If an exchange is centralized it operates as a company with an owner, residing on a single server or set of servers that power a website or app interface. The company’s apps can experience downtime and/or the website can be overloaded during periods of high trading volume. Centralized exchanges typically offer more competitive fee structures than their decentralized counterparts but are less secure - several exchanges have been hacked in recent years resulting in billions of dollars of losses for users. 

Centralized exchanges are also custodial, which means they hold your funds for you and have ultimate control over the funds that you deposit. Typically, centralized exchanges require users to open an account and agree to terms - much like a bank account - and in some cases, provide personal information and identity verification. For these reasons, many crypto users do not like using centralized exchanges as the user experience is very similar to that of traditional finance. 

Crypto exchanges can also be decentralized. Instead of operating under the ownership of a company, decentralized exchanges are often managed by a community and exist on a blockchain network (rather than a central server).  Often referred to as “DEXs” or a “DEX”, these exchanges inherit the traits that make blockchains valuable, such as immutability, security, and zero downtime. Decentralized exchanges are also non-custodial, meaning they do not take control of your funds and do not require you to deposit funds in order to make a trade.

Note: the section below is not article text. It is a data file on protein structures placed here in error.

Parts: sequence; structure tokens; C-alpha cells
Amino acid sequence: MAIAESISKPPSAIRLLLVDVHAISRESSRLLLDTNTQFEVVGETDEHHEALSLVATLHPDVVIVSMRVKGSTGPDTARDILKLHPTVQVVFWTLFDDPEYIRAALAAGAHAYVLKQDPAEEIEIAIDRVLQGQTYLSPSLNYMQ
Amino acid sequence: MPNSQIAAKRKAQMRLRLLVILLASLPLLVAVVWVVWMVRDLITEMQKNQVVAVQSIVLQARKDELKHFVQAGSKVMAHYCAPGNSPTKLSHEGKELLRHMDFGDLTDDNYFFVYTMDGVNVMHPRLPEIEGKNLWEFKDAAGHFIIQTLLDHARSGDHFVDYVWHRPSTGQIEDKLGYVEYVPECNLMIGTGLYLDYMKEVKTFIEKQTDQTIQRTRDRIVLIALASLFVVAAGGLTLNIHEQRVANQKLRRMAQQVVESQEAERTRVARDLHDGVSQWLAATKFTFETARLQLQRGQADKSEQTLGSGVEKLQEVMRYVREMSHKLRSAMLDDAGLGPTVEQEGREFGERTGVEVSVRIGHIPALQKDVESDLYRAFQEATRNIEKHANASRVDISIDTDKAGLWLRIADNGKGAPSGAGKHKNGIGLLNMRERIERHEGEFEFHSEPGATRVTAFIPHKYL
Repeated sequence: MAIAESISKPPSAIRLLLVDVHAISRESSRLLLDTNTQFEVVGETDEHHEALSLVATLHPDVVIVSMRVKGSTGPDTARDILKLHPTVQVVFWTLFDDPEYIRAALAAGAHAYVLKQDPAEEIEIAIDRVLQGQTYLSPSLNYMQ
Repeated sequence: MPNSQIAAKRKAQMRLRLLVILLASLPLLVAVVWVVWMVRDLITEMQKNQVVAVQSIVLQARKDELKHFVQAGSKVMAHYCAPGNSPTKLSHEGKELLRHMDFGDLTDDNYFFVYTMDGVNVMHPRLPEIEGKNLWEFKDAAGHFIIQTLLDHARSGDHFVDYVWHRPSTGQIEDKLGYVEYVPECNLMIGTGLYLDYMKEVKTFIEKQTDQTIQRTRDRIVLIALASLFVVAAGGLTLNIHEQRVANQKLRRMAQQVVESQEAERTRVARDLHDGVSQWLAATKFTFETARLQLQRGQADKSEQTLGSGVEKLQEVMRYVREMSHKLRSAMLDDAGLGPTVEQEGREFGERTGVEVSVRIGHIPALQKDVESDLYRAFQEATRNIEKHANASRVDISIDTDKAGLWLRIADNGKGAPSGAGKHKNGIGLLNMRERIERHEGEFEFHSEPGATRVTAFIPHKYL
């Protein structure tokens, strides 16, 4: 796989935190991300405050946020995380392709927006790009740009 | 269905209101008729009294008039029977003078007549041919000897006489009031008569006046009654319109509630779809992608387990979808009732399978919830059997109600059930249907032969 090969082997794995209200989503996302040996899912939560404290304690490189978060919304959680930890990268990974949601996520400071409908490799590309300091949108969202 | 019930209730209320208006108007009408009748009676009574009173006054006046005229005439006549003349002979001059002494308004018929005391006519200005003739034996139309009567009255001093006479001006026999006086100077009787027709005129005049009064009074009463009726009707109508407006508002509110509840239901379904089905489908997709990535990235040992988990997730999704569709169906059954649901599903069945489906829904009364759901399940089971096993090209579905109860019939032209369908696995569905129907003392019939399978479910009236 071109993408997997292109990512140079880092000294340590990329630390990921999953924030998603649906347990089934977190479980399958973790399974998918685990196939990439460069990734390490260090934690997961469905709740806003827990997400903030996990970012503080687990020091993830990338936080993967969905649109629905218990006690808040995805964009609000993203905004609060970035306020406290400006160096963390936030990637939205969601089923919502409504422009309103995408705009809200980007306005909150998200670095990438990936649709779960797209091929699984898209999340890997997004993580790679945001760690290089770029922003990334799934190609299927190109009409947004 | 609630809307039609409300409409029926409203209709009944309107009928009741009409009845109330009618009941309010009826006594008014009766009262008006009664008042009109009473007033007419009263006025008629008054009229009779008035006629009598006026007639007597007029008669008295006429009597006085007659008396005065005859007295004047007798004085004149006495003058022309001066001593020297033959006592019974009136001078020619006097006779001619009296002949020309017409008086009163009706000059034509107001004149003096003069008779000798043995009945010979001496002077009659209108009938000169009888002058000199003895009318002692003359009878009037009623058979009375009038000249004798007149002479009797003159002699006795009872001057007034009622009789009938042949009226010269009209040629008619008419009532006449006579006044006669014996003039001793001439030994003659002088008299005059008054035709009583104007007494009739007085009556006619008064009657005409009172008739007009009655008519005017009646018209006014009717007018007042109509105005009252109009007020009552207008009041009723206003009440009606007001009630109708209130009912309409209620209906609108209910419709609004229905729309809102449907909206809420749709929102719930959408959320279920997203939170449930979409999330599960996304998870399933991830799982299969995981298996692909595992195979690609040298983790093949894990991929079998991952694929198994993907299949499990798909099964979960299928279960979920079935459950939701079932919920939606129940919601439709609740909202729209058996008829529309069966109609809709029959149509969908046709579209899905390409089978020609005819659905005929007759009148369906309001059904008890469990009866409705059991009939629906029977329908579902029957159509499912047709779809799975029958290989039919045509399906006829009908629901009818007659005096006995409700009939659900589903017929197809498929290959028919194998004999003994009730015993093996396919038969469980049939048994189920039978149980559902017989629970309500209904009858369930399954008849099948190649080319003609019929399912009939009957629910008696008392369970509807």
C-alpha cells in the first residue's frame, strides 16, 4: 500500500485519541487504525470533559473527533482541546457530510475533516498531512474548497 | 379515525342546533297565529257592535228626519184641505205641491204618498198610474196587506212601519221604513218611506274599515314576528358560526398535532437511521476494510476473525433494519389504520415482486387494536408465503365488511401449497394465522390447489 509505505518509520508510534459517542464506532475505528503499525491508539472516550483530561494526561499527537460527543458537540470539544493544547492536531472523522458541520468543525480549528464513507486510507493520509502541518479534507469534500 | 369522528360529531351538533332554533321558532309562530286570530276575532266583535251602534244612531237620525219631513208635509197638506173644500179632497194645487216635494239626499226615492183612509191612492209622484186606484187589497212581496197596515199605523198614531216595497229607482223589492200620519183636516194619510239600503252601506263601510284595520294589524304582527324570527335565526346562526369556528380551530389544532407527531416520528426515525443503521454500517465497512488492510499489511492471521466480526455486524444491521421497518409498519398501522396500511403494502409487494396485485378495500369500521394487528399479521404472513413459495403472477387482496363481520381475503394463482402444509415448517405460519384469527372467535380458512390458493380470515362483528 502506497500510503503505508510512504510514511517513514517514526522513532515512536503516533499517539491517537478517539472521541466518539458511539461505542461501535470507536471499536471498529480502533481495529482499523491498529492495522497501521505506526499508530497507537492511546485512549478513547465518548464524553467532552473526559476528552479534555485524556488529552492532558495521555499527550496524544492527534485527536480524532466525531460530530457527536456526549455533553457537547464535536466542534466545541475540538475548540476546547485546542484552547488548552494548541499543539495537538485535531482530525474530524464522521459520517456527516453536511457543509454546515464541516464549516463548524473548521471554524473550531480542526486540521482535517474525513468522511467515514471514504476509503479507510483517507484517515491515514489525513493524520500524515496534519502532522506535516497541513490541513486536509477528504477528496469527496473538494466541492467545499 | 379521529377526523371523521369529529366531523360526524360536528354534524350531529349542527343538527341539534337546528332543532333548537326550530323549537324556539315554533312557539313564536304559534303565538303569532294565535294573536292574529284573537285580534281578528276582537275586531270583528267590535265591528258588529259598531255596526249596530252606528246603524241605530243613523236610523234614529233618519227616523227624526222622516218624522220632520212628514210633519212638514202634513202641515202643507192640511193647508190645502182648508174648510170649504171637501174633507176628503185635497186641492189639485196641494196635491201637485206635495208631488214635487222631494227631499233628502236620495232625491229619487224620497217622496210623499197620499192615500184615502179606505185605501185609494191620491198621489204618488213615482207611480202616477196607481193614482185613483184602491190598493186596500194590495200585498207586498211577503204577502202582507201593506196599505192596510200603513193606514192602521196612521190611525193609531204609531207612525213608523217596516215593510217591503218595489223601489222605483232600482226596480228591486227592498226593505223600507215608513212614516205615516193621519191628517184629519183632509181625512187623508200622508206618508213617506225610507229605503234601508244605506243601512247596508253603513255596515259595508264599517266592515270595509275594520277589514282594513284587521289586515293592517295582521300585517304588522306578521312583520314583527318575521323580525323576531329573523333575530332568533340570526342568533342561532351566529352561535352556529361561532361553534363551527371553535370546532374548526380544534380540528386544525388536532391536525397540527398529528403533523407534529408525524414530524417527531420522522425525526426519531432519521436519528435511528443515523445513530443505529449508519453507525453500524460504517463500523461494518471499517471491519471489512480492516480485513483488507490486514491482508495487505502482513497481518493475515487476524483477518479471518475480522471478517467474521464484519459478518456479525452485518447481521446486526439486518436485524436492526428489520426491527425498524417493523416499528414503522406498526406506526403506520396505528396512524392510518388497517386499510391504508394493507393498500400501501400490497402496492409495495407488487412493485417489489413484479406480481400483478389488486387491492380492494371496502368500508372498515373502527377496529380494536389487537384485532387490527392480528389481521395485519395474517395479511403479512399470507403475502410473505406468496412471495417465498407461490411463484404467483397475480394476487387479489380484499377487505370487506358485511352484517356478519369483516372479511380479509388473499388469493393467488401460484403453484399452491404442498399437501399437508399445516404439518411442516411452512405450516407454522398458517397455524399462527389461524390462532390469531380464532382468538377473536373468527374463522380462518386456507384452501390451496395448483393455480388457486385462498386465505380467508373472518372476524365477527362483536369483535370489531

How Do Decentralized Cryptocurrency Exchanges Work?

Decentralized exchanges function by pairing buyers and sellers together to execute trades at a given price. The way that orders are matched can be done in a few different ways, using order books or by taking an “automated market maker” (AMM) approach. 

Order books are how most traditional exchanges fulfill orders. When a person decides they want to buy or sell an asset, that person specifies the price at which they are willing to complete the transaction. This price and quantity is then entered into a queue of orders and once a match is found, the trade is executed. Most centralized crypto exchanges utilize order books as it is a highly efficient way to pair buyers and sellers together in an active trading market. 

In contrast to traditional exchanges, there are relatively few decentralized exchanges which utilize order books to fulfill orders. For a DEX to use order books, the orderbook itself would have to be stored on the blockchain which is cost prohibitive given the amount of data required. This type of data storage, referred to as “on-chain” data, has become increasingly expensive as fees have risen over the past two years, leading many DEXs to opt for an Automated Market Making (AMM) approach.